Monthly Archives: May 2022

Mortgage Rates Pushing Buyers Off the Fence

If you’re thinking about buying a home, you’re no doubt aware that mortgage rates are rising and you’re probably wondering what that means for you. Since mortgage rates have increased over two percentage points this year, it’s natural to think about how this will impact your homeownership plans.

Buyers are reacting in one of two ways: they’re either making the decision to buy now before rates climb higher or they’re waiting it out in hopes rates will fall. Here’s some context that can help you understand why so many buyers are making their move and taking action instead of waiting.

How the Current Mortgage Rate Compares to Historical Data

One factor that could help you make your decision to buy now is how today’s mortgage rates compare to historical data. While higher than the average 30-year fixed rate in recent years, the latest rates are still comparatively low when you look at the bigger picture of where rates have been since 1971 (see graph below):

Why Rising Mortgage Rates Push Buyers off the Fence | MyKCM

If you’re deciding whether to buy now or wait, this is important context to have. Today’s mortgage rate still gives you a window of opportunity to lock in a number that’s significantly lower than decades past.

Not every lender is offering the same rate right now. The differences can be 1% or more. So, be sure to compare. We work with several reputable lenders and are happy to pass along their contact information.

We remember when interest rates were at their highest. We had a rate of 14%! But people still bought homes, because they understood that real estate has always been the safest investment and that waiting was, well, just waiting.

A Look Ahead: What Happens if Rates Climb Further

The buyers who are springing into action now are motivated to make their move because they know rates have risen steadily this year, and they’re eager to get ahead of any further increases.

Why? When mortgage rates climb, they impact the monthly mortgage payment you’ll have on the home you’re buying. Basically, it’ll likely cost you more to buy if you wait.

Experts say mortgage rates will rise (although more moderately) in the months ahead. Odeta Kushi, Deputy Chief Economist at First Americanexplains: “…ongoing inflationary pressure remains likely to push mortgage rates even higher in the months to come.”

So, if you’re ready and financially able to buy now, it may make more sense to get off the fence and make your purchase sooner rather than later.

That’s what we’ve done. We’ve sold our home where we’ve lived for the past 28 years and are purchasing a ranch style condo. We have an mortgage interest rate that would have been laughed off as fantasy when we were younger.

At the end of the day, there is no perfect advice on when to buy a home. What you should do depends on your goals, your finances, and your personal situation.

Please use this information to make an informed decision about what’s best for you. And let’s connect at 508-360-5664 or msennott@todayrealestate.com. We’re be happy to answer your questions.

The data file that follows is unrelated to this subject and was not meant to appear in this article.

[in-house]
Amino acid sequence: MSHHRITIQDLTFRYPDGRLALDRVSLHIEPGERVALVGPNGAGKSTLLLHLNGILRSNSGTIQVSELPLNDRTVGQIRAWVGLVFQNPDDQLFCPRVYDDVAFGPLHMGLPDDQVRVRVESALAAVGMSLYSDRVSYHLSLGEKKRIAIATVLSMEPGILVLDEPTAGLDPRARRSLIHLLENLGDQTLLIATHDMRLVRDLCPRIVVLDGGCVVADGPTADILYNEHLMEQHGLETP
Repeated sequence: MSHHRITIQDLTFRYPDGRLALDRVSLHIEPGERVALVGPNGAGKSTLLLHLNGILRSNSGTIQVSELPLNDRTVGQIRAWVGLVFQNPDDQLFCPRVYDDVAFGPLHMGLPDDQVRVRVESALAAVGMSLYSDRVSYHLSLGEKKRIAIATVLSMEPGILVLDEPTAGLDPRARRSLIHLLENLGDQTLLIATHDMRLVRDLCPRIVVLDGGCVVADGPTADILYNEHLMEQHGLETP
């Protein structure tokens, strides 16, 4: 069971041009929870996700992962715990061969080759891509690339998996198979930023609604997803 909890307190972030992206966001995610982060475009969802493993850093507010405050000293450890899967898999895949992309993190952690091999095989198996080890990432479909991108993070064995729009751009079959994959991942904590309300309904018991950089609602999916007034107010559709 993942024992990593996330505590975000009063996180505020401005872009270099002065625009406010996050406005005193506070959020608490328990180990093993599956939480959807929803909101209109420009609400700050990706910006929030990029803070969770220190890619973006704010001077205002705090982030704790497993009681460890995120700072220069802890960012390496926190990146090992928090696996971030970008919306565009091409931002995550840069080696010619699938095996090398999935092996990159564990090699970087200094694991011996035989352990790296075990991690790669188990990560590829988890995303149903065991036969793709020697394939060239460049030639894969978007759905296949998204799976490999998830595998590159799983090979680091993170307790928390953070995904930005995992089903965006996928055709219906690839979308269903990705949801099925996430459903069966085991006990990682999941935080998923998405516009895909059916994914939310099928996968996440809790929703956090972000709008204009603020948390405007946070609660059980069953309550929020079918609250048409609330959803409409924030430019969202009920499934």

Happy Memorial Day. Never forget…

Mari and Hank

What Every Homeowner Needs To Know About a Recession

A recession does not equal a housing crisis. That’s the one thing that every homeowner today needs to know. Everywhere you look, experts are warning we could be heading toward a recession. If true, an economic slowdown doesn’t mean homes will lose value.

The National Bureau of Economic Research (NBER) defines a recession this way: “A recession is a significant decline in economic activity spread across the economy. A recession begins when the economy reaches a peak of economic activity and ends when the economy reaches its trough. Between trough and peak, the economy is in expansion.”

To illustrate that home prices don’t fall every time there’s a recession, let’s take a look at the historical data. There have been six recessions in this country over the past four decades.

As the graph below shows, looking at the recessions going all the way back to the 1980s, home prices appreciated four times and depreciated only two times. So, historically, there’s proof that when the economy slows down, it doesn’t mean home values will fall or depreciate.

The One Thing Every Homeowner Needs To Know About a Recession | MyKCM

The first occasion on the graph when home values depreciated was in the early 1990s when home prices dropped by less than 2%. It happened again during the housing crisis in 2008 when home values declined by almost 20%.

Most people vividly remember the housing crisis in 2008 and think if we were to fall into a recession that we’ll repeat what happened then. But this housing market isn’t a bubble that’s about to burst. The fundamentals are very different today than they were in 2008. So, we shouldn’t assume we’re heading down the same path.

The housing crisis in 2008 was caused by too many homeowners being over-leveraged and having little or no equity in their properties. They found themselves “under-water” when their balloon mortgage payments exploded. That’s simply not the case today. According to ATTOM Data Services 41.9% of all mortgaged homes have at least 50% equity.

As long as inventory remains tight and demand strong, prices will continue to be high. They may level off, but are not expected to decrease in any significant way.